Anyway, you tell this potential lender how much home you want to buy, they’ll run you through their automated application process and it’ll spit out a number that tells you if you can actually afford that much home. This becomes the maximum amount you can pay, so don’t even bother looking at homes that are much more expensive.
Seller’s always list prices higher than what they’ll actually accept, so you can go look at some that fall slightly outside your range, but don’t get your hopes up.
Step 3: Find a few homes you like.
While waiting around for a raise and saving money, Alison and I did this for awhile. There are lots of resources to find homes, and I suggest you make use of them all (well at least the internet ones). Your real estate agent can recommend several different methods for finding homes. At this point in the process, they’re your best friend, so pay attention to what they have to say.
The two most common ways to list a home are “By Owner” and “By Agent”.
If the home is For Sale By Owner, it most likely will not have an MLS number, and is thus harder to find. For Sale By Owner is one site we found for sellers to list their homes. If you’re not using the net, then start scouring classified ads and driving different routes to and from work, stopping off at houses you see for sale. It’s rather inefficient, but doable. I don’t recommend it.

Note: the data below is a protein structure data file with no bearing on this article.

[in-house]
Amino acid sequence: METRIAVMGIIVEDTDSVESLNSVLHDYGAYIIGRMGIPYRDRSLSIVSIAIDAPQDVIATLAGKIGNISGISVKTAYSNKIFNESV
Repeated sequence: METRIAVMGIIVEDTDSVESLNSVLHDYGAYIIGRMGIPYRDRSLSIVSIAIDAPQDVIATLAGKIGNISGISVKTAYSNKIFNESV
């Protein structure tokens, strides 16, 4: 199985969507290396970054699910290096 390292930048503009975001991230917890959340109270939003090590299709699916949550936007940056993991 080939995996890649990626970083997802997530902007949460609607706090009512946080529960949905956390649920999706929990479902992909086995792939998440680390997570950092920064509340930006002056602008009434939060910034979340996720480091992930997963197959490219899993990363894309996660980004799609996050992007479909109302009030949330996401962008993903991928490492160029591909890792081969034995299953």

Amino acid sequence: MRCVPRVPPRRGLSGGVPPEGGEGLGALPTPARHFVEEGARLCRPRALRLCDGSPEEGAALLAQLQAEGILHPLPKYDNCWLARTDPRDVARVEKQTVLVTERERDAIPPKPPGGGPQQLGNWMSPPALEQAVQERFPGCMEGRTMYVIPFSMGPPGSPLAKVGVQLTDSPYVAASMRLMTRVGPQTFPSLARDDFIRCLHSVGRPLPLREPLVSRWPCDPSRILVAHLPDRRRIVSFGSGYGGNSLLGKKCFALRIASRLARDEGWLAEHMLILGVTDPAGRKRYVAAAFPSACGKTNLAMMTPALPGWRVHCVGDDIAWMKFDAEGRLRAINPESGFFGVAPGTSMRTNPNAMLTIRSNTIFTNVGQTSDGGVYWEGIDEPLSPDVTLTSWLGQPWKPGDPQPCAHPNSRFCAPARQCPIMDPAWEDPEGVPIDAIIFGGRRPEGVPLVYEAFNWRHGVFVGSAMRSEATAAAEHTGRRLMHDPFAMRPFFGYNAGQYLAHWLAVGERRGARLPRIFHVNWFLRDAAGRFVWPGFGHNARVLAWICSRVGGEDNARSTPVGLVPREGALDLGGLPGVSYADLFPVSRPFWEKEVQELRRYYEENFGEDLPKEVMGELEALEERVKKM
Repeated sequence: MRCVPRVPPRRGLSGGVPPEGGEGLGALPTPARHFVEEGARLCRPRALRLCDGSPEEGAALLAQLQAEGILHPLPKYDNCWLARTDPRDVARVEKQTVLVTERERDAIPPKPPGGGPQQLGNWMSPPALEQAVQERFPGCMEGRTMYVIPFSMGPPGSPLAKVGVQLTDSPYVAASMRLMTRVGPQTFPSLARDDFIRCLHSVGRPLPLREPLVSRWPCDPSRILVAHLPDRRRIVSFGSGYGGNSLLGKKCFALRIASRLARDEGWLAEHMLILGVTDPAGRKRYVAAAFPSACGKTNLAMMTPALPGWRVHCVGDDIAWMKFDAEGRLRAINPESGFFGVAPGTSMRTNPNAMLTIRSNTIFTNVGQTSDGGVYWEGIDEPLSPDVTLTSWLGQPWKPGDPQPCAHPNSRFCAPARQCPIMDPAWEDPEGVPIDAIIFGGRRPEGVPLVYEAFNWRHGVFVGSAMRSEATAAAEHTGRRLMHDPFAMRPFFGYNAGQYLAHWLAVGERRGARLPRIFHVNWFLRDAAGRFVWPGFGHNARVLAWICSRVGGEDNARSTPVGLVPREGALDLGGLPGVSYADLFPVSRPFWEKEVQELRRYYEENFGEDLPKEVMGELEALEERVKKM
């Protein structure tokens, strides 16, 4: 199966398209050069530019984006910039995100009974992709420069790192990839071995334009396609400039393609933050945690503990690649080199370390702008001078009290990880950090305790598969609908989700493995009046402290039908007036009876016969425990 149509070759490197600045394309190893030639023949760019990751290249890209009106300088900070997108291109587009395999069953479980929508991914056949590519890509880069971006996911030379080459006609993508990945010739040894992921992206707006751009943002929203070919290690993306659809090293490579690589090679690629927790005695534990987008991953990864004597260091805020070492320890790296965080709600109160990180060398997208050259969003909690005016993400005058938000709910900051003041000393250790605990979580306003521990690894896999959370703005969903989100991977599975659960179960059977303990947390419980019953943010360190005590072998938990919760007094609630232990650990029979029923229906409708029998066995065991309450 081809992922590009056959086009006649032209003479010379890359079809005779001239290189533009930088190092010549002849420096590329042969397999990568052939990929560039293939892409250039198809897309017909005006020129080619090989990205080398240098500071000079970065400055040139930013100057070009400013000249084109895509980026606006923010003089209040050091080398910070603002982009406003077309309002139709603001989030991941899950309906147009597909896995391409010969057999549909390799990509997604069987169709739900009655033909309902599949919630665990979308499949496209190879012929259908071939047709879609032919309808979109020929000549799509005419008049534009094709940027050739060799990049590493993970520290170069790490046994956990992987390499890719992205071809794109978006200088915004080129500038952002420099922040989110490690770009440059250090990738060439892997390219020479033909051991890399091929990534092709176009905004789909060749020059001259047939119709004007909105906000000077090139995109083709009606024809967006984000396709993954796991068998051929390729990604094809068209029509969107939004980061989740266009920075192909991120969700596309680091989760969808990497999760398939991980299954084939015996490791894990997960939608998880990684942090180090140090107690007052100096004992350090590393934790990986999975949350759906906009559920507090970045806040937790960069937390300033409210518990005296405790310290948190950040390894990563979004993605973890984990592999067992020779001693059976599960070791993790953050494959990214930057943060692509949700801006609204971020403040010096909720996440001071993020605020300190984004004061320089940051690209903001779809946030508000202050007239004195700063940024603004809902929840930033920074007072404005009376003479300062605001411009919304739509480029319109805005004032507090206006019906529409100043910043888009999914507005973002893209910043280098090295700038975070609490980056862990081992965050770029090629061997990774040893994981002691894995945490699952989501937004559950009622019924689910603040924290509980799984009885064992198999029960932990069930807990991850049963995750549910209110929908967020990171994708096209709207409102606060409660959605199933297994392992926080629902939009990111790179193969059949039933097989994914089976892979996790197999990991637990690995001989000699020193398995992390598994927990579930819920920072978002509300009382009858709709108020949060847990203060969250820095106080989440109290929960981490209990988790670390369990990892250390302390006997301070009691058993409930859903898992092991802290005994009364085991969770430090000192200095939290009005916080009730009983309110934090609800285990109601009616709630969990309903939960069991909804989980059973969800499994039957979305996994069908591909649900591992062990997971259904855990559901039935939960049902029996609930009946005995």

If the home is for sale by an agent (listing agent/seller’s agent) it will have an MLS number. MLS stands for Multiple Listing Service, meaning that it can be listed in multiple locations. Most of the sites I’ve found have been specific to a geographic location, so you’ll have to hunt around, but if you’re in Utah, we loved BlueRoof. It lets you hone in on a section of a Google map, then put in a bunch of criteria, then map the homes that fit. Utah Real Estate was another site that proved valuable during our searching.
In today’s market, buyer’s can afford to be picky, so be picky. Decide how many square feet you’d like, how many bathrooms, how many bedrooms, how many floors? Do you want a yard? How big of a yard? How much can you afford?